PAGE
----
www.agentofchaos.com presents guest artist John Kipfer
Introduction by John Kipfer
I am returning to my self, having spent a great deal of time and effort, giving others their rights of passage. Passing on the tools that destroy those things that inhabit the absent rooms within our minds.
Having taught others my trade for the past 7 years, it has been near impossible to spend time working on my own ideas, themes, products. I have been too dismissive of the paints' powers to engage.
For years, I have been searching the hotel within my head. Waiting for ideas to leave, and waiting for others to arrive. Only recently have I begun to record these vacationers in hopes of them taking the form of a painting, a drawing, a sculpture, a photograph.
Wanderings have a tendency to relate themselves to our surroundings, our circumstances, our habits. Images of landscapes and open sky dominate my recent reflections. A certain pensiveness has enveloped me after loosing my mother to suicide. Perhaps these are the places that she now dwells? Perhaps these are the places where my children will come to know as home? Perhaps they are my escape from the commercial work force? The recordings of slow, steady escape.
Upcoming Series On "Faith"
Lately, things seem to be taking a commercial form. I am interested in noting the various qualities that juxtapose commercial art, as it were, with that of fine art. The gaps and parallels have given way to a modern concept of aesthetics. It is as though art must make its commentary of today in the form of todays greatest, loudest, least understood form of communication... the commercial.
I revel in this modern struggle in two ways. First, from a rhetorical perspective, the idea of fine art becoming a commercial or sharing equal footing is interesting in terms of the discussion it evokes. Similar to Duchamp's Fountain, 1917, it is the discourse that can carry the work. Separate from the gallery, it has a conceptual existence all its own. Secondly, looking at objects or themes that are "natural", and transforming them into their iconic, commercial being, proposes an interesting contrast. Is it that we are selling nature, religion? If so, how would we sell it to our audience? The modern commercial is based on a desire to be the best we possibly can be.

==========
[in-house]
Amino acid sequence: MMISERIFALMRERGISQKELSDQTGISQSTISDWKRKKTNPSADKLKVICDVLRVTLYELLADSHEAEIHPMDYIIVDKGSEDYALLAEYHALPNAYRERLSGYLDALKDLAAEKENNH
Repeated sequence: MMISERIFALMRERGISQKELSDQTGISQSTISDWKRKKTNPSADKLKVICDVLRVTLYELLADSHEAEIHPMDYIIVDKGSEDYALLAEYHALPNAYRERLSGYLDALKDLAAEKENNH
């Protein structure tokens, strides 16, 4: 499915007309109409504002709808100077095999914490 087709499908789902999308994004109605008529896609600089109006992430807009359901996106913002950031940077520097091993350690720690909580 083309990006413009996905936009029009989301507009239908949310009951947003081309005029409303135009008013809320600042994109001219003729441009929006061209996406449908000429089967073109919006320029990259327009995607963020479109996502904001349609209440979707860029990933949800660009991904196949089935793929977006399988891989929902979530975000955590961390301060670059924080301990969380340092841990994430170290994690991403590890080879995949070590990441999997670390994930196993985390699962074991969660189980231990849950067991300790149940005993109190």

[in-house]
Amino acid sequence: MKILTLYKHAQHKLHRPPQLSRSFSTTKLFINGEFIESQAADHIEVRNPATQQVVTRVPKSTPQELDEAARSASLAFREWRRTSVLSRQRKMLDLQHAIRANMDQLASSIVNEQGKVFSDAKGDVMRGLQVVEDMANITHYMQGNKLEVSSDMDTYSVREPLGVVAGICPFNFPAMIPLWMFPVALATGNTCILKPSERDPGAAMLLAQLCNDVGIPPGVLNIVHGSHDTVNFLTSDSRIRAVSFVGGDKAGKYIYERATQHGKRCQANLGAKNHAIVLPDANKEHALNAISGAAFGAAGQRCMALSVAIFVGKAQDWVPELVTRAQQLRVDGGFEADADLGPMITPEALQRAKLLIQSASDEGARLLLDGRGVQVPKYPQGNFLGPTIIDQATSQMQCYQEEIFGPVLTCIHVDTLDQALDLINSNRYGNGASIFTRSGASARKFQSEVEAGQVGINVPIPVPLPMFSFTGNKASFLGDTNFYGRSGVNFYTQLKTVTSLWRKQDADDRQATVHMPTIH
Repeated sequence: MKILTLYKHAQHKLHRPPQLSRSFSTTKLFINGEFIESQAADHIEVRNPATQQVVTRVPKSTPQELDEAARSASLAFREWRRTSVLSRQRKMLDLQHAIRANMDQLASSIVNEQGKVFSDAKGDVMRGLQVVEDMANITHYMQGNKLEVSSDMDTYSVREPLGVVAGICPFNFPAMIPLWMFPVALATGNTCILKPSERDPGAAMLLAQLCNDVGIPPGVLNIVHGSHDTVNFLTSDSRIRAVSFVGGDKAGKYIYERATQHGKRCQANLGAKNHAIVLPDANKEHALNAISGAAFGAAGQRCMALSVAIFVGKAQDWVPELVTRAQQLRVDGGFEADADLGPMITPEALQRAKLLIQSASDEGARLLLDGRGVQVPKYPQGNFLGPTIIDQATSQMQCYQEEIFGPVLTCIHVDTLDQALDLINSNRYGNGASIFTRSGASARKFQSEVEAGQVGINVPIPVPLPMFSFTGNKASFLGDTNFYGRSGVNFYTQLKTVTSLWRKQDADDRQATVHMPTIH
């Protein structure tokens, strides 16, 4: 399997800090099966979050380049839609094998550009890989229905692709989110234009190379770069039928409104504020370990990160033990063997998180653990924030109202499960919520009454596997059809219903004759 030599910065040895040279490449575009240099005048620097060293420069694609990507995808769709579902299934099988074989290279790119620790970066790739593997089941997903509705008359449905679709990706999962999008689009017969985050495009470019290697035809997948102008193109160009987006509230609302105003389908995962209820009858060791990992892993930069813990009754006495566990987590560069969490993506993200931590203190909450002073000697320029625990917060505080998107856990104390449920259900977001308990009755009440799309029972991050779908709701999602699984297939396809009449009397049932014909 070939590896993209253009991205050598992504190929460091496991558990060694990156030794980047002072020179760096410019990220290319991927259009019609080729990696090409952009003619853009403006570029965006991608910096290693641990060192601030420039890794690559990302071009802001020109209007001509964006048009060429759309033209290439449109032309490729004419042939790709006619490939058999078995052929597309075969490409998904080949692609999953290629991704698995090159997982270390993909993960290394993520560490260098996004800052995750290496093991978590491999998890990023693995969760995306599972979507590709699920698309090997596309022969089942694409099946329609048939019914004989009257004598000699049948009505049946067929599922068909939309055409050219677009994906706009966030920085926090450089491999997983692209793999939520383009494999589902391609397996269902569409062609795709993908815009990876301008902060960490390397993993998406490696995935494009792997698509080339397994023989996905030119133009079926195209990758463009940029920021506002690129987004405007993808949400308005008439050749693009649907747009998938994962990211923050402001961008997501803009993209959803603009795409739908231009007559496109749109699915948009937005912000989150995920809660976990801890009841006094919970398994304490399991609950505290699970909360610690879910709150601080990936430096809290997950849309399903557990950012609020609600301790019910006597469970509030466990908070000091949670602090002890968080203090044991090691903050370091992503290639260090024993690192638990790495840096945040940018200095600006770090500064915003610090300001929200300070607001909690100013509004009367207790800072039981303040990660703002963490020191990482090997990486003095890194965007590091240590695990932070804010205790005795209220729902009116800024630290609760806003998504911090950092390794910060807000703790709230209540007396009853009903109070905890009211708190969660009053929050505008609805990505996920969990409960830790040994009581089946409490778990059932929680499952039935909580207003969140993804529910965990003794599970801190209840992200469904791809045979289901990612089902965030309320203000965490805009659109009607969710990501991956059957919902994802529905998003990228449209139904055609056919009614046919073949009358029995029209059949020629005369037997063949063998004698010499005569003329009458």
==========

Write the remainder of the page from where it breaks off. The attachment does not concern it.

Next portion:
Without the product, we are incomplete or we are somehow faulty and incomplete. We have come to replace our Faith with a "neo-faith" in modern culture; the culture of the commercial, the culture of the commercial essence of our true existence. Our cars, our skyscrapers, our ready in 5 minutes, have replaced our Trinity, our self-awareness of our context. We see God on the street corner wearing a placard selling wash machines. Jesus is a guy they made a movie about and Buddha is the short fat man made of jade collecting dust in your bedroom corner. What is our content? It is what the next commercial tells you it is.
Faith. How do we convince them it is something they need? If it is Faith, a new product for the local shelf, how can I sell it?
It is actually very simple - you make a commercial for it.
Notes on the Artist
I graduated from the University of Waterloo, St. Jerome's College, in 1997 with a B.A., focusing on Visual Arts - Studio Specialization and Philosophy. As I progressed through the arts program, I also continued to work full time in the photo industry for various studios. I continued my education at the University of Western Ontario and received my Bachelors of Education, having graduated top of my class in the subject of Secondary Visual Arts.
I returned to the K-W area to take a position with the Waterloo Catholic District School Board teaching Visual/Media Art and English. Now comfortable in my pedagogical surroundings, I have returned to painting and drawing.
Having wed recently, I feel my passions returning once again. My desire to create has surfaced, along with a renewed vision to deliver a solid curriculum to my students. I have taken to a historically proven method of teaching art, a master - apprentice relationship. I have found that my pupils understanding, appreciation, and technical skills have improved immensely. It has also enabled us to help one another with our work. I provide students with feedback in return for feedback on my work. My work is the learning tool for them. It provides access to critiques, without the anxiety of critiquing their own work, until they are fully mature to do so in front of an audience. It has also led to several co-creations with students and other artists in the area.
Please forward your comments to both e-mail addresses, as I am not prone to check either one exclusively.
john kipfer home page
Agent of Chaos